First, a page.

Okinawans could see water rates rise as local government burdened with massive cost of decontaminating polluted water from rivers near U.S. bases


September 1, 2017 Ryukyu Shimpo

By Chie Tome


After a high concentration of perfluorooctanesulfonic acid (PFOS) was discovered at the Chatan Water Treatment Plant in Okinawa Prefecture, which takes in water from rivers near U.S. military bases, the prefectural government’s Enterprise Bureau spent 170 million yen in fiscal 2016 on decontamination measures.

It has now been revealed that the Enterprise Bureau expects it might raise water rates if the problem continues.


The Enterprise Bureau conveyed its concerns to the U.S. military that the cost of decontamination could be a major factor leading to an increase in water rates.

This was revealed in the minutes of a three-party conference among the Okinawa prefectural government, the Okinawa Defense Bureau, and the U.S. military.

The document was obtained by Masami Kawamura of the Informed-Public Project (IPP) via a disclosure request on August 31.


The prefectural government is requesting compensation from the Okinawa Defense Bureau (ODB) for the decontamination costs, but the ODB has refused to comply, asserting that no causal relationship has been established between the U.S. military bases and the PFOS contamination.

The high cost of decontamination incurred by the prefectural government can be viewed as a form of secondary damage caused by the bases.


In fiscal 2016, the Enterprise Bureau spent 170 million yen to replace granular activated carbon, which is effective at removing PFOS from water.

According to prefectural government documents, it has been decided that the granular activated carbon will be replaced yearly at least until 2023, meaning the Enterprise Bureau will incur massive costs to perform decontamination.


Since the PFOS detection was made public in January of last year, the prefectural government held three-party talks with the ODB and the U.S. military on two occasions to exchange information on the PFOS issue.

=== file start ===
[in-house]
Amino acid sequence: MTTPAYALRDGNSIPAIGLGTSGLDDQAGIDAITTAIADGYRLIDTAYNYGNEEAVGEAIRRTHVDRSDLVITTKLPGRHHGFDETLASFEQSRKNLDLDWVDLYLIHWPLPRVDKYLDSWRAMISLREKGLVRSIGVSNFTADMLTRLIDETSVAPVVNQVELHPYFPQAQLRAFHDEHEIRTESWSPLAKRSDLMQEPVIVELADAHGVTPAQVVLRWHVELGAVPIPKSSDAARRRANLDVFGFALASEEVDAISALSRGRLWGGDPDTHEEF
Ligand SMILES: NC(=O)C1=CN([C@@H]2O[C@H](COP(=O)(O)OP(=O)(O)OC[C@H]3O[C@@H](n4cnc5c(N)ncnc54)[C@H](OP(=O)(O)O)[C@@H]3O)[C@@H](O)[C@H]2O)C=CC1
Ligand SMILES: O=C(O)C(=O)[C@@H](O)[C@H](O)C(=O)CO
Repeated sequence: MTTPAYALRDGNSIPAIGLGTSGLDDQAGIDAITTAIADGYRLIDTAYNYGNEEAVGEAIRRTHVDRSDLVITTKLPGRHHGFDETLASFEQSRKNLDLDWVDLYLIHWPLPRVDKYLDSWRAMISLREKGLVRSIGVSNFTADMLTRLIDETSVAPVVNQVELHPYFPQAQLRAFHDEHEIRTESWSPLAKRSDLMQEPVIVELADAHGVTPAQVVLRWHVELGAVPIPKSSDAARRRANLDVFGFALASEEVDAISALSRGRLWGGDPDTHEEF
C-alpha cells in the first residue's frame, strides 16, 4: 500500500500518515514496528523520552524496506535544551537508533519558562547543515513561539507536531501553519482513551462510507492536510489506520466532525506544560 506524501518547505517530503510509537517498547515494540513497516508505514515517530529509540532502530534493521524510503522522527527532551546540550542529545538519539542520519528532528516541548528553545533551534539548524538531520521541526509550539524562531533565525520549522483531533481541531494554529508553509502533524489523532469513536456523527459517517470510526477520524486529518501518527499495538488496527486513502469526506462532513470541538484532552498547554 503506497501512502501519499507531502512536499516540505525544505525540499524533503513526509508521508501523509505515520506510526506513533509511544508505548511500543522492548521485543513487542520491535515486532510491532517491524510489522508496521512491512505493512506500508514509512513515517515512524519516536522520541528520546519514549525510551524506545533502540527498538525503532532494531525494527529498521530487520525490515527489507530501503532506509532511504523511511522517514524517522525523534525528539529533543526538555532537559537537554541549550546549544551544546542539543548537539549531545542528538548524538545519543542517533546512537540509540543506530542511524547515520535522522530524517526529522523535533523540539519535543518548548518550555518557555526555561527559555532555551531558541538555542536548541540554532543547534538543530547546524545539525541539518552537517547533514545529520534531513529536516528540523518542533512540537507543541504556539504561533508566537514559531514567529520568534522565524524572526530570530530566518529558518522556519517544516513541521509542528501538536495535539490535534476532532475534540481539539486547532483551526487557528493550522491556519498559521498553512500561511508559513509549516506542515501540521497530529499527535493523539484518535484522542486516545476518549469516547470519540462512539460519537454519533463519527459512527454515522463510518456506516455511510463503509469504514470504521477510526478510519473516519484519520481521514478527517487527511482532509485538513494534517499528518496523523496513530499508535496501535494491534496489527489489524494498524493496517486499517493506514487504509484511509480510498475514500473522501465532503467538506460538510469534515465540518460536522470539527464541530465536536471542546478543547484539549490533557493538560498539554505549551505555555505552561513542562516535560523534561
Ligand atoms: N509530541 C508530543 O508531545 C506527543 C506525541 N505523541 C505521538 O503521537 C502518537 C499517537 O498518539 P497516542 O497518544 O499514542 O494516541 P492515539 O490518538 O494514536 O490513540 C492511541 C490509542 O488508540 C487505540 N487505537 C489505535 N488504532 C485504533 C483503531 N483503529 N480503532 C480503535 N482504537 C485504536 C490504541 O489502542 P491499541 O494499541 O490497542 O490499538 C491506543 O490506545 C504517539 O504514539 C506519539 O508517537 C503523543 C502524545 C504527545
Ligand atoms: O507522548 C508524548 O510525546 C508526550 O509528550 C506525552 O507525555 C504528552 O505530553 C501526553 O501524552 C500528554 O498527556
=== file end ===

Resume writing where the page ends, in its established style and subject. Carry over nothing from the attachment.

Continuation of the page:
The three parties shared information about PFOS concentration measurements and the prefectural government’s response to the issue.

At the meeting in February of this year, the Enterprise Bureau explained the situation of the decontamination costs and also conveyed the possibility of raising water rates.


A representative of the Enterprise Bureau explained, “The change will not be immediate, but if we continue to incur such costs, we will have no choice but to increase water rates.

” The representative repeated the prefectural government’s frequent assertion of its need to enter into U.S. bases to survey the situation and also called on the ODB to compensate the prefectural government for the decontamination costs.


According to a representative of Ginowan City, where all homes receive their water supply from the Chatan Water Treatment Plant, the city has not been contacted by the Enterprise Bureau regarding an increase in water rates.

The representative stated, “Residents are unlikely to be pleased if they see their water rates go up because of pollution originating from the bases.”


(English translation by T&CT and Sandi Aritza)


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